Targeting a ceramide double bond improves insulin resistance and hepatic steatosis

Authors: Bhagirath Chaurasia, Trevor S. Tippetts, Rafael Mayoral Monibas, Jinqi Liu, Ying Li, Liping Wang, Joseph L. Wilkerson, C. Rufus Sweeney, Renato Felipe Pereira, Doris Hissako Sumida, J. Alan Maschek, James E. Cox, Vincent Kaddai, Graeme Iain Lancaster, Monowarul Mobin Siddique, Annelise Poss, Mackenzie Pearson, Santhosh Satapati, Heather Zhou, David G. Mclaren, Stephen F. Previs, Ying Chen, Ying Qian, Aleksandr Petrov, Margaret Wu, Xiaolan Shen, Jun Yao, Christian N. Nunes, Andrew D. Howard, Liangsu Wang, Mark D. Erion, Jared Rutter, William L. Holland, David E. Kelley, Scott A. Summers


Ceramides contribute to the lipotoxicity that underlies diabetes, hepatic steatosis, and heart disease. By genetically engineering mice, we deleted the enzyme dihydroceramide desaturase-1 (DES1) which normally inserts a conserved double bond into the backbone of ceramides and other predominant sphingolipids. Ablation of DES1 from whole animals, or tissue-specific deletion in the liver, and/or adipose tissue resolved hepatic steatosis and insulin resistance in mice caused by leptin deficiency or obesogenic diets. Mechanistic studies revealed new ceramide actions that promoted lipid uptake and storage and impaired glucose utilization, none of which could be recapitulated by (dihydro)ceramides that lacked the critical double bond. These studies suggest that inhibition of DES1 may provide a means of treating hepatic steatosis and metabolic disorders.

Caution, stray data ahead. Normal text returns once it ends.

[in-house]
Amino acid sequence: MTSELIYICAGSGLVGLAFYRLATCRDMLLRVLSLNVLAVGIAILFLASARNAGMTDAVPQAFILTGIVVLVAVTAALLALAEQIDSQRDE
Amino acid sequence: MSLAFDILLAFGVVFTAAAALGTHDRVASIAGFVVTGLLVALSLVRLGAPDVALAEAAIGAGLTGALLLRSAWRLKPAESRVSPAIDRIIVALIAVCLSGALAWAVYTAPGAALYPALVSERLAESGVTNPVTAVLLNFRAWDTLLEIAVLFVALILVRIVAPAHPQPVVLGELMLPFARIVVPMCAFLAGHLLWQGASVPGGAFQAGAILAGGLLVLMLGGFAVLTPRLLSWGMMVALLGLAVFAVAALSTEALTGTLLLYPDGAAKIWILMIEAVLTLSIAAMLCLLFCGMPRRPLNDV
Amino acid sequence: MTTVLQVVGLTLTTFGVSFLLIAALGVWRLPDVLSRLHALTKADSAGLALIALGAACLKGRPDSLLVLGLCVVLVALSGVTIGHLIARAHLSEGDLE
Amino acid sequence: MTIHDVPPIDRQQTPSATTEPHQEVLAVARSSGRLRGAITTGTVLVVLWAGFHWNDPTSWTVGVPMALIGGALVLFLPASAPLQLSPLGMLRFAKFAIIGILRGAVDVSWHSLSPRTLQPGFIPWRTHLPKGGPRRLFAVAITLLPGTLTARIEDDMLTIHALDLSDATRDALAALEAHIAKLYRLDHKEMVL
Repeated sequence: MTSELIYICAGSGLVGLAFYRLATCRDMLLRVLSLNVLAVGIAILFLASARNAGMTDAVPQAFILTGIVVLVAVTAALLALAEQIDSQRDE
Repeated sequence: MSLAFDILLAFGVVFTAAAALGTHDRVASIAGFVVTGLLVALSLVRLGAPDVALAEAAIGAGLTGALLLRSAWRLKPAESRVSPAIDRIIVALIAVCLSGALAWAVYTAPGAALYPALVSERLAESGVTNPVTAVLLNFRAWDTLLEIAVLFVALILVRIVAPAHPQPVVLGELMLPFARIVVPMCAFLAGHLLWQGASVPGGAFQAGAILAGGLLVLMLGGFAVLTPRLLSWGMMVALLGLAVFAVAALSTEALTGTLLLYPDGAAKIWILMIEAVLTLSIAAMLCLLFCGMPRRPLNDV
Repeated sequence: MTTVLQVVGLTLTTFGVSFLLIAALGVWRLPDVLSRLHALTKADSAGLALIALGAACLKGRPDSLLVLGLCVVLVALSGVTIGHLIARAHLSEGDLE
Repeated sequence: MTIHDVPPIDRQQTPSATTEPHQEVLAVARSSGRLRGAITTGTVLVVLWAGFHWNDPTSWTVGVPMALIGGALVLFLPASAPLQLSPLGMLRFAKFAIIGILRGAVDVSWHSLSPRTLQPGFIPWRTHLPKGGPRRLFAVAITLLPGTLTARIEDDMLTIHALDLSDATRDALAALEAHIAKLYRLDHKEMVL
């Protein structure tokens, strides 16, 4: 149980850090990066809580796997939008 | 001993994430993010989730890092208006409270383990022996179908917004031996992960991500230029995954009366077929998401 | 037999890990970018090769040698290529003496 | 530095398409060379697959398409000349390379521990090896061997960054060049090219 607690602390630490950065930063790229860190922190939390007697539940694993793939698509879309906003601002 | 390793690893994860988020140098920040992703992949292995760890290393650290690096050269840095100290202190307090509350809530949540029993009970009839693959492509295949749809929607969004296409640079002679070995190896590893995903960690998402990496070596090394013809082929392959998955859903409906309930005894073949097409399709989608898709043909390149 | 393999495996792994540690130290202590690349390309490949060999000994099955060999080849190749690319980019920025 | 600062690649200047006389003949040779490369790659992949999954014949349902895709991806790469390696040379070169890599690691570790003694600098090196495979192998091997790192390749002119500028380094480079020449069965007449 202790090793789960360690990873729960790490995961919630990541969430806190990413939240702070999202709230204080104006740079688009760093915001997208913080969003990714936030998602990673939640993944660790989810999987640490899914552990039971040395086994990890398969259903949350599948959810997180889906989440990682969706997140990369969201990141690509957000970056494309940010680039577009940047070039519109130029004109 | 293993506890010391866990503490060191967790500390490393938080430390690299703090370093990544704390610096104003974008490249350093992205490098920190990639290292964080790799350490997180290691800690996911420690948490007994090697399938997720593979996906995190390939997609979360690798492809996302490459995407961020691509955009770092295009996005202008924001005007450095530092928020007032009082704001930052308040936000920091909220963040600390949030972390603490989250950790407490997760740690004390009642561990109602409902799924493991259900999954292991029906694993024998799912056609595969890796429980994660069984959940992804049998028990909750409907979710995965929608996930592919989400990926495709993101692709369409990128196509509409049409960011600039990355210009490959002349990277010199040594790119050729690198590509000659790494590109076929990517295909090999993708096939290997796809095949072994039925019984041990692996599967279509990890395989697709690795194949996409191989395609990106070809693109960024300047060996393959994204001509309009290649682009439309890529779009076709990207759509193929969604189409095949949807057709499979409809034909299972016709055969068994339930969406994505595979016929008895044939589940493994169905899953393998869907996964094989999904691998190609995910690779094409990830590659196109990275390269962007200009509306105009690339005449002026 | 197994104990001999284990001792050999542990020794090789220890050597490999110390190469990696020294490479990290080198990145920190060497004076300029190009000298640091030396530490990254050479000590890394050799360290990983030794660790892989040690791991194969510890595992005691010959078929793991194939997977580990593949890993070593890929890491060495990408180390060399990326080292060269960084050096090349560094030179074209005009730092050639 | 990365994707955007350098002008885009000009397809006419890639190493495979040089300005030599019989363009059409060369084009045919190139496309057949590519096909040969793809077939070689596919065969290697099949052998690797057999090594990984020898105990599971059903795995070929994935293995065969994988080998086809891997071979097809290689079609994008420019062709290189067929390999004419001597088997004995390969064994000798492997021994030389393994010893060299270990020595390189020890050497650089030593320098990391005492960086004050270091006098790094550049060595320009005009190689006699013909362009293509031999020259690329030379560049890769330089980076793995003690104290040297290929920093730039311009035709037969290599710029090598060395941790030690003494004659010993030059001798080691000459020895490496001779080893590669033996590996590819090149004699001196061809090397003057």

Source: Science, 2019